With Fond Memories of His Own Student Experience, Alum Eager to Give Back to the School As Board Chair


When Latin’s Board of Trustees called on alum Robert (Bob) Chapman ’78 in June to succeed departing Board Chair David Koo, Mr. Chapman recognized that this was no small task. Latin had a new Head of School coming in and faced unique challenges, including re-establishing a sense of community and engaging in collective bargaining with the faculty union.

Still, Mr. Chapman says he had no reservations about taking on the role of board chair. “Given all that Latin has done for me and for my family, I just feel like for me personally, it’s just the right thing to do,” he said. “It’s a challenge, but I’m passionate about Latin.”

Mr. Chapman has been passionate about Latin since his days as a student. He first arrived at Latin in 1964 as a junior kindergarten student. He was co-editor of The Forum in 1978 and played basketball throughout his high school career. He continued his interest in child development and his love for the game by coaching at schools around Chicago such as Frances Xavier Warde and St. Ignatius. His Latin involvement continued in the role of a parent, volunteer, and, since 2019, board member.

Latin’s Board of Trustees provides oversight to the school and its operations. Among many roles, the board sets the overall tone and vision for the school, approves its strategic plan, assists in the development of key policies, and takes responsibility for the school’s substantial budget—including setting tuition rates. The board is also responsible for hiring the Head of School. According to Mr. Chapman, the board provides “what I’ll call thought leadership or thought partnership to the administration.”

Mr. Chapman’s gratitude for Latin has made him dedicated to giving back to the community. “Why I’ve stayed with the school is because I really loved my time at Latin,” he said.

Although Mr. Chapman continued his studies after Latin at the University of California, Berkeley, earning undergraduate and law degrees, Latin remains the place he credits for much of his success. He said, “I felt I got a great education that not just prepared me for college—which I was able to handle very well because of what I was taught at Latin—but just how to be a good thinker and how to analyze things, how to communicate with people, how to address issues, how to be a good person, how to be active.”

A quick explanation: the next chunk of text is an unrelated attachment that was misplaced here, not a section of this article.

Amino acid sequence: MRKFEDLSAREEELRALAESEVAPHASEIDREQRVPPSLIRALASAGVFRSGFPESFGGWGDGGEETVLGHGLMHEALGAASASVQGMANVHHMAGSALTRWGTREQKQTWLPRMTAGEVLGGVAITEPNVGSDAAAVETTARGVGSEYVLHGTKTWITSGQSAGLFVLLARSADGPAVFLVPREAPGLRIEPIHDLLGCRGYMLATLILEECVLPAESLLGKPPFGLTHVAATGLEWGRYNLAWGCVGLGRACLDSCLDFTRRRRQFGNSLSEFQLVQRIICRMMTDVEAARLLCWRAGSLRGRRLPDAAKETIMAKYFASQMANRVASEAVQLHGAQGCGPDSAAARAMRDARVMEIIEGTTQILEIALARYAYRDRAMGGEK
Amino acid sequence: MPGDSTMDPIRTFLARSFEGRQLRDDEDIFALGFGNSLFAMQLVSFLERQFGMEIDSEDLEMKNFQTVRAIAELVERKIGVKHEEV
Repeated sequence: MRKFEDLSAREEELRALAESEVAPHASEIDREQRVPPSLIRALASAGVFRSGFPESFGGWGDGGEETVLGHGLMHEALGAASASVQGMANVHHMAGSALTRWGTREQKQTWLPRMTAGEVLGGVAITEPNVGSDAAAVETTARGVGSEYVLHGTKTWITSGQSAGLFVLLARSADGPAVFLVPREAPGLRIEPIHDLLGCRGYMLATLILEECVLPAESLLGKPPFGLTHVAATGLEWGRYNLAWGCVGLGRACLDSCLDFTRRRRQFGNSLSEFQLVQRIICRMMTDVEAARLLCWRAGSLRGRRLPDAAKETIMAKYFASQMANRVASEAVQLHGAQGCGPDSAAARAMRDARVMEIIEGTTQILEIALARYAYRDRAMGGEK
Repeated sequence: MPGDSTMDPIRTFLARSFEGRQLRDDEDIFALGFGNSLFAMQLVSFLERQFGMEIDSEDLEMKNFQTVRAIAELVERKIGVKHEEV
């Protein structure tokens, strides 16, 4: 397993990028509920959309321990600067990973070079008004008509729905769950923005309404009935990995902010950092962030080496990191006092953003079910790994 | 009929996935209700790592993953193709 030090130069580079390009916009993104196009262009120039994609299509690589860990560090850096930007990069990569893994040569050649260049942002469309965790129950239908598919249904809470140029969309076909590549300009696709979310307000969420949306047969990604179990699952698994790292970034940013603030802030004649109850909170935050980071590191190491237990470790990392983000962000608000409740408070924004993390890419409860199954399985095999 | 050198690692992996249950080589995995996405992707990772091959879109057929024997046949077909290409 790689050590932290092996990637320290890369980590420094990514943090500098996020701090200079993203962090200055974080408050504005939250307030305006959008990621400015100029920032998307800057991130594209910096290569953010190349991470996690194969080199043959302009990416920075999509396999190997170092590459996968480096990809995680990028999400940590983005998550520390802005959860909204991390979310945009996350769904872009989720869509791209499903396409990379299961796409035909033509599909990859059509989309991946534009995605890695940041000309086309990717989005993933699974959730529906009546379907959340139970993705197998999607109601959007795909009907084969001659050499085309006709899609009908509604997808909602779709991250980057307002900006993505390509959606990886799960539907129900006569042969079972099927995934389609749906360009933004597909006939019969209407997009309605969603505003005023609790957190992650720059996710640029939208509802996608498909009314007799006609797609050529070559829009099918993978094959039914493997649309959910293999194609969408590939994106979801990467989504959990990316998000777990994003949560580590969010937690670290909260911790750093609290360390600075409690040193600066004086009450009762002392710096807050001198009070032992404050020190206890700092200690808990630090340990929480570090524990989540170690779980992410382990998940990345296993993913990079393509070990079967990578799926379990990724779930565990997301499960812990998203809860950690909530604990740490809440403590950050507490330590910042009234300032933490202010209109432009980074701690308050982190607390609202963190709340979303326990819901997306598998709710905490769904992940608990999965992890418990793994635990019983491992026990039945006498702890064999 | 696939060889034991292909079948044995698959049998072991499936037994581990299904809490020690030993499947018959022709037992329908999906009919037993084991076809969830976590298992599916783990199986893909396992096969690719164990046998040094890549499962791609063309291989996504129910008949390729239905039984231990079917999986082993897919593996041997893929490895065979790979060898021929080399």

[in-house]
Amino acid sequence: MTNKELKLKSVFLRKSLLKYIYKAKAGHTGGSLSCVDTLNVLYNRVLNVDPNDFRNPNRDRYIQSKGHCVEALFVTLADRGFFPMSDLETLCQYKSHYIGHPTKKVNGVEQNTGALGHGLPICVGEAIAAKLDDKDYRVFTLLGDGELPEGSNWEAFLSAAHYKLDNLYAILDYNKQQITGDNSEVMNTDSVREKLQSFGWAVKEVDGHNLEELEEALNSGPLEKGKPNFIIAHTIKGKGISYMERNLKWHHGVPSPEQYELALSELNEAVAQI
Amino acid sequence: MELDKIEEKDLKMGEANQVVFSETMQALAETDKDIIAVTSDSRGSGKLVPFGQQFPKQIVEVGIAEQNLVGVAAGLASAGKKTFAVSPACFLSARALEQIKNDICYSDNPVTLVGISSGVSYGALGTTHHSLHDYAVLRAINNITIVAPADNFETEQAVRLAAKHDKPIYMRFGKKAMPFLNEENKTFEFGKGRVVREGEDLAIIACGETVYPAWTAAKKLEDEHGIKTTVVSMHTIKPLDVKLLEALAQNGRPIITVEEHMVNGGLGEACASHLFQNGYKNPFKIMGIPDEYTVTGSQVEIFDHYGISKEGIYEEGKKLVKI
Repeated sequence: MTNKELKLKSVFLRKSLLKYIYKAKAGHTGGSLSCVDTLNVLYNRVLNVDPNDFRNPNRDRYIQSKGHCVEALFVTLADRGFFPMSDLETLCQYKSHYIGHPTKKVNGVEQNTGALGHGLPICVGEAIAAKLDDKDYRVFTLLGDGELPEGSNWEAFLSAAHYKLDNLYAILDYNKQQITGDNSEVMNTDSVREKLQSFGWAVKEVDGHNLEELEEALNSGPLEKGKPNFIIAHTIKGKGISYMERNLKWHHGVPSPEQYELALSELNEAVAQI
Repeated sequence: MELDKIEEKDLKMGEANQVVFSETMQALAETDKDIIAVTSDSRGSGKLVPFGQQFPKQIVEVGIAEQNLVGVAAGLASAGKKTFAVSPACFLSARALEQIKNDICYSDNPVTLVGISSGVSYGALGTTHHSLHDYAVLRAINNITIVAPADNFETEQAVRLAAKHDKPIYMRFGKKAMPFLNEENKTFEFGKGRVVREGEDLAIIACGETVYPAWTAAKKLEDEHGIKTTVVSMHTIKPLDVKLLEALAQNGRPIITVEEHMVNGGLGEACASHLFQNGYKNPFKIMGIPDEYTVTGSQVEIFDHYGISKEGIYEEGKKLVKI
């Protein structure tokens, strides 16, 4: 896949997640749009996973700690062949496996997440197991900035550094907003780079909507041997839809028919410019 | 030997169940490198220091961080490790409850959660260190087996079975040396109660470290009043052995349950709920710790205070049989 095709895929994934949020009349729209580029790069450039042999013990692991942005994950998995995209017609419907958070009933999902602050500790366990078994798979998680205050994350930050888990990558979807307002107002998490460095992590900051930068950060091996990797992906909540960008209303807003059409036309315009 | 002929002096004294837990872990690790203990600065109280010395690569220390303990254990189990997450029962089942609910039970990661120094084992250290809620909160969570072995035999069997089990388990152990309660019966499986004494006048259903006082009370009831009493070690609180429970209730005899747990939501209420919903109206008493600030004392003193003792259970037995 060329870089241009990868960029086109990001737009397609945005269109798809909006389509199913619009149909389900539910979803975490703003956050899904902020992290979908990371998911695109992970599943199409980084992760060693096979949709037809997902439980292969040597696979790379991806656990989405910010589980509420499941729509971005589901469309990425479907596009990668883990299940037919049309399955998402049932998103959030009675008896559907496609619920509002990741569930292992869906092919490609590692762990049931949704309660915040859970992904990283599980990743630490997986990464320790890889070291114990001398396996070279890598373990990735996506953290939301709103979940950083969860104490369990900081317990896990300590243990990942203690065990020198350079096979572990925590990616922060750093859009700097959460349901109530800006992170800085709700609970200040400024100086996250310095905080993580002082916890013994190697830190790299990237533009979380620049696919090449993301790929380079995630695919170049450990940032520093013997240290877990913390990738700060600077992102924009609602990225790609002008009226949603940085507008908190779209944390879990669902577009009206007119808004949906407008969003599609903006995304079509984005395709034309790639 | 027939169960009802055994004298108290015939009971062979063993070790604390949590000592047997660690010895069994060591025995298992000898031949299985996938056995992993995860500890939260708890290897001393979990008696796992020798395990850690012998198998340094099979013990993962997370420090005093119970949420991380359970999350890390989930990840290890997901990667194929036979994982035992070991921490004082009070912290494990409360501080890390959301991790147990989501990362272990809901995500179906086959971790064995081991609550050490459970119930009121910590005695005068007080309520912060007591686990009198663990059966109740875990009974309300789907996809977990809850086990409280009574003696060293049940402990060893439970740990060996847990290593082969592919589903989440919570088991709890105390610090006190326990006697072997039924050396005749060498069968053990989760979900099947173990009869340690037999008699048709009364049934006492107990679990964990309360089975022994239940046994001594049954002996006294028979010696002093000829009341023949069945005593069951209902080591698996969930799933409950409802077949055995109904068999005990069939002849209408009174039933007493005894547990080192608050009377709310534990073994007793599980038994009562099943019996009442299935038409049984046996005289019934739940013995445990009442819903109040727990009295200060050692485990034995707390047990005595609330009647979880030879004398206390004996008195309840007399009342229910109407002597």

Latin’s consistently superb teaching staff is a primary reason Mr. Chapman finds the school to be so special. It is with this respect and admiration that Mr. Chapman will help steer the board in its collaboration and negotiations with the Latin School Union (LSU).

When asked about working with the union, he acknowledged that the process is a challenge, but he also expressed a sense of optimism. “It’s a very collaborative process, and it takes time to get through the process, to reach what we all want to achieve, which is a fair and equitable collective bargaining agreement.” He added, “I believe that both sides with the union leadership and our leadership are working very hard to collaborate.”

Upper School English teacher, Diversity, Equity, and Inclusion (DEI) Curriculum Coordinator, and Vice President of the LSU, Brandon Woods, feels the new transition is going fairly smoothly. Acknowledging Mr. Chapman’s long-time devotion to the school, Mr. Woods said, “As an alum and parent of alums, [Mr. Chapman] has been part of the Latin community for a long time, and we are looking forward to a productive process and a fair contract.”

Board Vice Chair Dara Milner echoed these sentiments, noting that Mr. Chapman’s “strong listening skills and community dedication engenders trust.” She also said that Mr. Chapman has a “great ability to connect with [the Latin] community.”

Mr. Chapman has also pledged to focus on confronting some of the other difficult issues currently facing Latin in a “constructive and transparent manner.” He said he has been particularly impressed with Latin’s increased commitment to DEI. “I think our focus on DEI is very important,” he said. “Our commitment to growing the diversity, both of our students and our faculty, I think, is great.”

Seeking to unify the community, Mr. Chapman said, “There have been some relationships … between students, faculty, parents, alumni that have taken a little bit of a toll over the last few years. What I bring to the table is helping build those relationships and to make people feel comfortable that they have a voice in Latin.”

Challenging and changing times may have met their match in this dedicated and enthusiastic Roman. In fact, his greatest challenge may be in finding Latin’s flaws. “I’d love to tell you something that I don’t like,” Mr. Chapman said, “but I can’t think of it off the top of my head.”